Atlantic City Casinos Report $723 Million Gross Operating Profit in 2017

Posted on: April 10, 2018, 08:38h. 

Last updated on: April 12, 2018, 07:21h.

The seven remaining Atlantic City casinos reported $723.2 million in 2017 gross operating profits from gaming, hotel, dining, and entertainment. The revenue refers to earnings before interest, taxes, depreciation and amortization (EBITDA).

Atlantic City casinos Borgata
Atlantic City casinos enjoyed a fruitful 2017, but Borgata remained the top dog. (Image: Press of Atlantic City)

According to the New Jersey Division of Gaming Enforcement, all seven casino resorts were profitable, with Borgata leading the way at $292 million. MGM’s Marina District property saw EBITDA grow 19.5 percent from 2016.

Borgata’s closest competitor was Harrah’s at a distant $115.8 million. In terms of percentage gains, the biggest winner was Tropicana, which saw revenue surge 71 percent to $92 million.

Overall, the 2017 report is welcomed news to area officials. “It was a very up year,” New Jersey Casino Control Commission Chairman James Plousis told the Associated Press.

Hard Times Ahead

Atlantic City casinos enjoyed their second consecutive annual gross gaming revenue gain in 2017, as the floors collectively won $2.4 billion. With internet gaming included, total revenue came in at $2.66 billion, a 2.2 percent premium.

The remaining casinos, of course, faced less competition after the 2016 closure of Trump Taj Mahal. It was the fifth casino to close since 2014.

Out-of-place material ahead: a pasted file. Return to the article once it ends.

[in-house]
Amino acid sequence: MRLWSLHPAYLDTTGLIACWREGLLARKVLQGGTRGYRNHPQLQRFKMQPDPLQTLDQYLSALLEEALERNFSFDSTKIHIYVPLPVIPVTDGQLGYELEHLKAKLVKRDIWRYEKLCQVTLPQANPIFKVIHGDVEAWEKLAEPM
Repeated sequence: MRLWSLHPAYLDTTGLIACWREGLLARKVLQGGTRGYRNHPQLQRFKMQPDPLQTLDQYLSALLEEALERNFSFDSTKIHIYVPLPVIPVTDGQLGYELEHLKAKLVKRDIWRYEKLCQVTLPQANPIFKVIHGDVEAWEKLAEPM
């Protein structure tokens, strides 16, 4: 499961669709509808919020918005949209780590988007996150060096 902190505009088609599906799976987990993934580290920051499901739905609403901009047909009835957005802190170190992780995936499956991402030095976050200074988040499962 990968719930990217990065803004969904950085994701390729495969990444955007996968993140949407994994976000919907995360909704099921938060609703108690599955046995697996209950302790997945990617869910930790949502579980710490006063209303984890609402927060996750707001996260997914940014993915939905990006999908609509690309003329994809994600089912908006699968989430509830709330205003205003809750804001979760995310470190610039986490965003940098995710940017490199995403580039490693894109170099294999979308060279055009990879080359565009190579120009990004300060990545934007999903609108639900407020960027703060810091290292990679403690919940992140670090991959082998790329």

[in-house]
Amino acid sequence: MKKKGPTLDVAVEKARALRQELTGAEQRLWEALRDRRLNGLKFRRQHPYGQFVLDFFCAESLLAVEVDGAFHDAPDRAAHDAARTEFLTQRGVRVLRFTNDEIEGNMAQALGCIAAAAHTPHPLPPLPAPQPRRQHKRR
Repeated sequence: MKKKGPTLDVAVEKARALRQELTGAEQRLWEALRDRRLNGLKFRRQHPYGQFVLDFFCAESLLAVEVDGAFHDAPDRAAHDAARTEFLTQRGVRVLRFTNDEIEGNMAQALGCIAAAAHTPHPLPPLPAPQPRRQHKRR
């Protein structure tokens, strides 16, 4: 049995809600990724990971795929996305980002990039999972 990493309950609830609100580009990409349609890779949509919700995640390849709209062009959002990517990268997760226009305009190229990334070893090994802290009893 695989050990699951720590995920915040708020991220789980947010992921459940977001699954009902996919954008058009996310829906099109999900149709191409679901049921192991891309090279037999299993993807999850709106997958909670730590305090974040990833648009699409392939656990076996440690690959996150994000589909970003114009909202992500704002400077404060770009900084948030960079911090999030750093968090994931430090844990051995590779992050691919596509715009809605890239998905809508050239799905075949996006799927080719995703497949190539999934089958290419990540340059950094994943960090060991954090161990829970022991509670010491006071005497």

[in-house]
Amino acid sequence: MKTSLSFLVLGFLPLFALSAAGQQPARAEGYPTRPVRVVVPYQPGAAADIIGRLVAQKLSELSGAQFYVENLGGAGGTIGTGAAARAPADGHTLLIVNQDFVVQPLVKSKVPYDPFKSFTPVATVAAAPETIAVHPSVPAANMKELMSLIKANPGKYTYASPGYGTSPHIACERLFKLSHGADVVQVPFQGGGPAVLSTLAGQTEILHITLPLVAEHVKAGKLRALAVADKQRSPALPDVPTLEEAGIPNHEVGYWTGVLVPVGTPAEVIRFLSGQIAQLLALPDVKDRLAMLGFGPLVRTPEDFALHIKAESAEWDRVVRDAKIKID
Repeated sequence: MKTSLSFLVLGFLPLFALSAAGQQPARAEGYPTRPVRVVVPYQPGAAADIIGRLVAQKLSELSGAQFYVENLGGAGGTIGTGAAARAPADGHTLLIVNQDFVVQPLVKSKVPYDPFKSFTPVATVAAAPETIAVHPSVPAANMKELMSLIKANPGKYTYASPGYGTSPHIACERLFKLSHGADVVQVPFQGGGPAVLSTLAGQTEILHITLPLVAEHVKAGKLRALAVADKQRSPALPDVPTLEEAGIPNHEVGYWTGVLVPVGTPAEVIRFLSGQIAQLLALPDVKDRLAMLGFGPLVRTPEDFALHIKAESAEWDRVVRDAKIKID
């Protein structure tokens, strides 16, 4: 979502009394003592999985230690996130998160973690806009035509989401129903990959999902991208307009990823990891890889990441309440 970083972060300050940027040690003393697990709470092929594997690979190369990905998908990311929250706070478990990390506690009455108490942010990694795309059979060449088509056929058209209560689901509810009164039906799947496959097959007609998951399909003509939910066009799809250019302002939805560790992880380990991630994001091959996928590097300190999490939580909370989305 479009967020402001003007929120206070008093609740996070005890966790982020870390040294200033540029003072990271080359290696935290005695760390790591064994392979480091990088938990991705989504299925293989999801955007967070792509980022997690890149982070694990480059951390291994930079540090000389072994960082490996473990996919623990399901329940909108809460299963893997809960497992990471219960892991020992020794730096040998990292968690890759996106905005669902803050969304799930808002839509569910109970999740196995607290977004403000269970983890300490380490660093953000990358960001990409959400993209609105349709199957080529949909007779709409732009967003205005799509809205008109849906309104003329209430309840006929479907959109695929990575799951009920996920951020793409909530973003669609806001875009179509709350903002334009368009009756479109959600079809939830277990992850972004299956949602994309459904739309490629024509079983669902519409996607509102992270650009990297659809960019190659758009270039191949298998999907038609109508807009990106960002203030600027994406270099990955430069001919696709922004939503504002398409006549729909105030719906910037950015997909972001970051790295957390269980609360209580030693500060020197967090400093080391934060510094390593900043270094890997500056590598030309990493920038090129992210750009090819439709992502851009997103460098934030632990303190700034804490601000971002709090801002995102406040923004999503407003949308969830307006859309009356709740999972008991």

The term “right-sizing” has been frequently used to describe Atlantic City’s stabilization. As casino options continue to expand in neighboring states, some analysts believe the New Jersey beachfront town is no longer capable of supporting a dozen or more gaming floors.

Regardless, new casinos are set to return in 2018. The former Taj will become Hard Rock, and the shuttered Revel will become Ocean Resort.

“The market is in a good spot. The introduction of two properties is not great for Atlantic City,” Fitch Ratings gaming analyst Colin Mansfield opined recently.

Guests Wanted

Not all analysts are as concerned as Fitch’s Mansfield.

Plousis declared this week, “The industry is on the verge of a significant expansion this summer which will create a new array of attractions and attract a lot of additional visitors to the city. That expansion may put pressure on the current operators, but I think the industry is well positioned to deal with the new competition.”

Stockton University’s Lloyd D. Levenson Institute of Gaming, Hospitality & Tourism agreed in its recent quarterly publication covering the industry. Writing in the newsletter, demography professor Anthony Marino believes Hard Rock and Ocean Resort’s large casino floors, entertainment and conference space, and celebrity dining attractions will bring former visitors back, and entice new patrons to Atlantic City.

Keeping casino hotels occupied is critical.

“The formula for feeding an oversaturated market … is to expand the amount of guests visiting the city,” Adjunct Professor for Fairleigh Dickinson University and gaming consultant Robert Ambrose said last fall. “This is no longer just a casino city.”

Atlantic City casinos reported an 87 percent occupancy rate for their 11,286 rooms last year. The average nightly rate was $108.35. Borgata had the highest rate at $133.04. Golden Nugget offered the lowest at $83.38.